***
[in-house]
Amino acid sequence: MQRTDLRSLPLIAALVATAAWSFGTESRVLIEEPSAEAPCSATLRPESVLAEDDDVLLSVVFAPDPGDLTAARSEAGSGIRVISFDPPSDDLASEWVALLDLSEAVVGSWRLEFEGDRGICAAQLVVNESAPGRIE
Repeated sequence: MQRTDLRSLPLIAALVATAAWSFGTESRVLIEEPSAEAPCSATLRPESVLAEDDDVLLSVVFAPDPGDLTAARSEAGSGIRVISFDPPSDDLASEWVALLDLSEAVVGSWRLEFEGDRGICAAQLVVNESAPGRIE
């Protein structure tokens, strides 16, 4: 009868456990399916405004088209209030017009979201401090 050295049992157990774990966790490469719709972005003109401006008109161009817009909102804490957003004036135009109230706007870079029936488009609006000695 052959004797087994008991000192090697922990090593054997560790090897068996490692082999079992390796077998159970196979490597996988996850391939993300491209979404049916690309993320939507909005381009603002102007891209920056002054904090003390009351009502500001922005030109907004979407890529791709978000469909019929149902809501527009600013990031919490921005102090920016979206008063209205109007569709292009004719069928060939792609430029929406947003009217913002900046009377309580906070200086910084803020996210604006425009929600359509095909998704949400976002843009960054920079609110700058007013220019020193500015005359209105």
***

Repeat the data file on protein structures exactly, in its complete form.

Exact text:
[in-house]
Amino acid sequence: MQRTDLRSLPLIAALVATAAWSFGTESRVLIEEPSAEAPCSATLRPESVLAEDDDVLLSVVFAPDPGDLTAARSEAGSGIRVISFDPPSDDLASEWVALLDLSEAVVGSWRLEFEGDRGICAAQLVVNESAPGRIE
Repeated sequence: MQRTDLRSLPLIAALVATAAWSFGTESRVLIEEPSAEAPCSATLRPESVLAEDDDVLLSVVFAPDPGDLTAARSEAGSGIRVISFDPPSDDLASEWVALLDLSEAVVGSWRLEFEGDRGICAAQLVVNESAPGRIE
């Protein structure tokens, strides 16, 4: 009868456990399916405004088209209030017009979201401090 050295049992157990774990966790490469719709972005003109401006008109161009817009909102804490957003004036135009109230706007870079029936488009609006000695 052959004797087994008991000192090697922990090593054997560790090897068996490692082999079992390796077998159970196979490597996988996850391939993300491209979404049916690309993320939507909005381009603002102007891209920056002054904090003390009351009502500001922005030109907004979407890529791709978000469909019929149902809501527009600013990031919490921005102090920016979206008063209205109007569709292009004719069928060939792609430029929406947003009217913002900046009377309580906070200086910084803020996210604006425009929600359509095909998704949400976002843009960054920079609110700058007013220019020193500015005359209105």